GEORGE ROSS, DuSable Security: We're in one of the poorest neighborhoods in the nation dealing with DuSable High School to give that school another reason not to come to school here is not what we need.
CHARLES MINGO, DuSable Principal: The feeling is that if the students are all dressed the same way, then it would cut down the gang colors and things of this nature.
EMIL HABERLIN, DuSable Teacher: Why do we have to work around gangs while gangs can't work around us?
NUBIA MANNING, DuSable Student: I don't feel the need for an economic reason, a gang reason, a fashion reason, or any other reason, because we don't need uniforms.
ELIZABETH BRACKETT: Most DuSable students agreed. The athletes in the school weight room saw no need for uniforms.
ZACHARY NORVELL, DuSable Student: Because ain't nobody gonna want to come if they got to dress up, and ain't nobody gonna do it, so ain't no sense of you doin' it. Ain't nobody gonna dress up to come to school. That's a no-no. They're gonna come the way the come. If they send 'em back home, I guess there ain't gonna be nobody in the school. We shouldn't put uniforms in public schools.
ELIZABETH BRACKETT: Principal Charles Mingo says some students feel uniforms carry a negative message. They say with one out of three young black men in jail, anything that smacks of prison is not welcome, that includes uniforms.
CHARLES MINGO: The theory is in high school, you're just practicing for your prison uniform, so it's, you know, it's almost like you have people saying, well, you'll be in the uniform soon enough.
ELIZABETH BRACKETT: Mingo has cut down on the violence at the school by banning the wearing of gang colors and paraphernalia. But he has drawn the line at using metal detectors.
CHARLES MINGO: Do I think the school will be any safer wearing uniforms? Probably not. I'm concerned about those kids who don't have the uniforms coming to school. That is a real concern.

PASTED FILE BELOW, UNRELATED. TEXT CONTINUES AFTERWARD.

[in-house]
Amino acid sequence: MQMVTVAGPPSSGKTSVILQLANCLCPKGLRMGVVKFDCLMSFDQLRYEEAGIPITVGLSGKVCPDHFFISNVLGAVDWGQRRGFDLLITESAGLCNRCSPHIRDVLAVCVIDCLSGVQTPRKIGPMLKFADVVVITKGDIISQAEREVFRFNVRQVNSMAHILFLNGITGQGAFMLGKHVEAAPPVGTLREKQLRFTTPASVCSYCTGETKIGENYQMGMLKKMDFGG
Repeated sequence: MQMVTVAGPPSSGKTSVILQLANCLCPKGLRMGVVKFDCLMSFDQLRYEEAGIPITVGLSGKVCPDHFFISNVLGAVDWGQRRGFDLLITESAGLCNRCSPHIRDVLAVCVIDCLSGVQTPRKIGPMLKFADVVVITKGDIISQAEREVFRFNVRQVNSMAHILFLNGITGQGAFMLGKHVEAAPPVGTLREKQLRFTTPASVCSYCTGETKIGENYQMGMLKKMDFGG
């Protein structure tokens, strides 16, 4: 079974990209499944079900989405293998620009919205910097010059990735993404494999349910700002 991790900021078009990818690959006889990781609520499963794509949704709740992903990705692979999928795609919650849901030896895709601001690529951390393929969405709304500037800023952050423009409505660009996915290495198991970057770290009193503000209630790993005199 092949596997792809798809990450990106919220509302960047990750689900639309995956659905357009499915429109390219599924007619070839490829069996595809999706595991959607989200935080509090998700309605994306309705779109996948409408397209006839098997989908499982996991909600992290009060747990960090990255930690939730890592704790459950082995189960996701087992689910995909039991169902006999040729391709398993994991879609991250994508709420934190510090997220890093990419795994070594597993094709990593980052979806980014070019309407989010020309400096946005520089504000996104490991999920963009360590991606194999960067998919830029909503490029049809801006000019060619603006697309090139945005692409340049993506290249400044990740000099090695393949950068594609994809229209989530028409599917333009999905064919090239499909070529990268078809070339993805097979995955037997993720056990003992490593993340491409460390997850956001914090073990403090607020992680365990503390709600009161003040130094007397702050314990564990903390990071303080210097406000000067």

ELIZABETH BRACKETT: Many of those wondering about school uniforms look to the Catholic schools for answers. Uniforms have been worn at Fenwick, a suburban Catholic high school, since the school was founded in 1929. Principal James Quaid says at Fenwick, as in most Catholic schools, uniforms represent tradition and discipline.
JIM QUAID, Fenwick Principal: Wearing uniforms helps to create an atmosphere, and the atmosphere is one that--a business-like atmosphere where you're here to do a job, you're here to learn as much as you can, and do the best possible job you can do in school.
ELIZABETH BRACKETT: But many say the real reason Catholic schools and other private schools have fewer discipline problems and get better results is their ability to choose their students. Fenwick admitted about half the students who applied last year and expelled 25 students for academic and disciplinary reasons. Public schools can't pick and choose who will be accepted, but Paul Vallas thinks it's time to be clear about who will be allowed to stay.
PAUL VALLAS: We have to get violent kids out of schools. You know, you have to establish a zero tolerance policy, because when you're in that school, you're there to learn. And, and there has to be a consequence for actions. And one consequence is in-school suspension and expulsion and transfer to an alternative schools.
ELIZABETH BRACKETT: Alternative schools for disruptive students and drop-outs were set up for the first time this year. Uniforms are not offered; a second chance is.
DION TWILLEY, Student: It's my last chance. I don't have nowhere else to go. And I need a education to move on somewhere. If I don't have no education, I can't go nowhere.
ELIZABETH BRACKETT: Guerra says having the alternative schools as a place to send his problem students gives everyone at Farragut a better chance.
EDWARD GUERRA: It means here and at any other school that trouble makers, kids that don't want to reform [conform] to educational requirements can be transferred to an area and an environment that will be more restricted and that will alleviate discipline problems at all schools. In this case, here, it would have helped me out a lot.
ELIZABETH BRACKETT: The changes made in Chicago schools seem to be paying off. City-wide, there has been a 46 percent drop in the number of violent incidents reported in the last four years, and at Farragut, where uniforms have been added to the mix, the last two years have brought almost a 100 percent drop in violence incidents.